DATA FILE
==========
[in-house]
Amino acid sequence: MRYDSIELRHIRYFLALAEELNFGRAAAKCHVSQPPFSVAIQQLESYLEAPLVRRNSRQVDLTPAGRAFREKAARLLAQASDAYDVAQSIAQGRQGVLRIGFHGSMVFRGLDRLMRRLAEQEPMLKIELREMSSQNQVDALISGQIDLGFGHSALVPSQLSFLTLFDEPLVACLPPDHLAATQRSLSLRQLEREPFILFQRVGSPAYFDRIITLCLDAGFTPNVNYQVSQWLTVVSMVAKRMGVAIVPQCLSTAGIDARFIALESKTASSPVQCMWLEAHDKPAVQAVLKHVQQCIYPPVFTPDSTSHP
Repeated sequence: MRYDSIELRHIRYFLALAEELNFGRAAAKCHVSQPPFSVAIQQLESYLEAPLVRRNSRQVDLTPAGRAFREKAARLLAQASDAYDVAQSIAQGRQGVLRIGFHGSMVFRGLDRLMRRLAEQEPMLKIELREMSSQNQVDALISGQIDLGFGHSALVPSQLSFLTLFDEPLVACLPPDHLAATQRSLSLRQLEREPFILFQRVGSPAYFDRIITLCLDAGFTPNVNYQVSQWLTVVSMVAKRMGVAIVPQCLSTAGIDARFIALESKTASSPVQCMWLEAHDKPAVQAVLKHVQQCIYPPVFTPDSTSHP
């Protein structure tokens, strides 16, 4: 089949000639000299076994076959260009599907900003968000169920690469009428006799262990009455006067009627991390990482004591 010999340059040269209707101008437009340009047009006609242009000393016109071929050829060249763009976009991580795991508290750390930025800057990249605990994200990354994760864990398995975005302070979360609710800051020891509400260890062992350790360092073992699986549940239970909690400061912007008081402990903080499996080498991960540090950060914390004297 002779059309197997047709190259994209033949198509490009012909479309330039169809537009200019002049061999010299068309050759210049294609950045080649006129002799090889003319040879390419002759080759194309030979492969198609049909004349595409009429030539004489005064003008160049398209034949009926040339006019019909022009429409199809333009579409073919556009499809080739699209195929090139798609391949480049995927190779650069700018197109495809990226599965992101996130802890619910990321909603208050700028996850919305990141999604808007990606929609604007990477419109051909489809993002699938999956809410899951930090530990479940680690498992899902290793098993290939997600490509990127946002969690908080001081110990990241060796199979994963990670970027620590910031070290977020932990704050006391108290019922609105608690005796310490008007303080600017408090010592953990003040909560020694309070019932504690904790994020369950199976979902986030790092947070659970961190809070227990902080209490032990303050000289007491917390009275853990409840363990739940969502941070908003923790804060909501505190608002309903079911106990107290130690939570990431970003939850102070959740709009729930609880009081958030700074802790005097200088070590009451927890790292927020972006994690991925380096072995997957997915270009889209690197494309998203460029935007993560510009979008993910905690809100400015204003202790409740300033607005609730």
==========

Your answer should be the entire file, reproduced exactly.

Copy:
[in-house]
Amino acid sequence: MRYDSIELRHIRYFLALAEELNFGRAAAKCHVSQPPFSVAIQQLESYLEAPLVRRNSRQVDLTPAGRAFREKAARLLAQASDAYDVAQSIAQGRQGVLRIGFHGSMVFRGLDRLMRRLAEQEPMLKIELREMSSQNQVDALISGQIDLGFGHSALVPSQLSFLTLFDEPLVACLPPDHLAATQRSLSLRQLEREPFILFQRVGSPAYFDRIITLCLDAGFTPNVNYQVSQWLTVVSMVAKRMGVAIVPQCLSTAGIDARFIALESKTASSPVQCMWLEAHDKPAVQAVLKHVQQCIYPPVFTPDSTSHP
Repeated sequence: MRYDSIELRHIRYFLALAEELNFGRAAAKCHVSQPPFSVAIQQLESYLEAPLVRRNSRQVDLTPAGRAFREKAARLLAQASDAYDVAQSIAQGRQGVLRIGFHGSMVFRGLDRLMRRLAEQEPMLKIELREMSSQNQVDALISGQIDLGFGHSALVPSQLSFLTLFDEPLVACLPPDHLAATQRSLSLRQLEREPFILFQRVGSPAYFDRIITLCLDAGFTPNVNYQVSQWLTVVSMVAKRMGVAIVPQCLSTAGIDARFIALESKTASSPVQCMWLEAHDKPAVQAVLKHVQQCIYPPVFTPDSTSHP
């Protein structure tokens, strides 16, 4: 089949000639000299076994076959260009599907900003968000169920690469009428006799262990009455006067009627991390990482004591 010999340059040269209707101008437009340009047009006609242009000393016109071929050829060249763009976009991580795991508290750390930025800057990249605990994200990354994760864990398995975005302070979360609710800051020891509400260890062992350790360092073992699986549940239970909690400061912007008081402990903080499996080498991960540090950060914390004297 002779059309197997047709190259994209033949198509490009012909479309330039169809537009200019002049061999010299068309050759210049294609950045080649006129002799090889003319040879390419002759080759194309030979492969198609049909004349595409009429030539004489005064003008160049398209034949009926040339006019019909022009429409199809333009579409073919556009499809080739699209195929090139798609391949480049995927190779650069700018197109495809990226599965992101996130802890619910990321909603208050700028996850919305990141999604808007990606929609604007990477419109051909489809993002699938999956809410899951930090530990479940680690498992899902290793098993290939997600490509990127946002969690908080001081110990990241060796199979994963990670970027620590910031070290977020932990704050006391108290019922609105608690005796310490008007303080600017408090010592953990003040909560020694309070019932504690904790994020369950199976979902986030790092947070659970961190809070227990902080209490032990303050000289007491917390009275853990409840363990739940969502941070908003923790804060909501505190608002309903079911106990107290130690939570990431970003939850102070959740709009729930609880009081958030700074802790005097200088070590009451927890790292927020972006994690991925380096072995997957997915270009889209690197494309998203460029935007993560510009979008993910905690809100400015204003202790409740300033607005609730």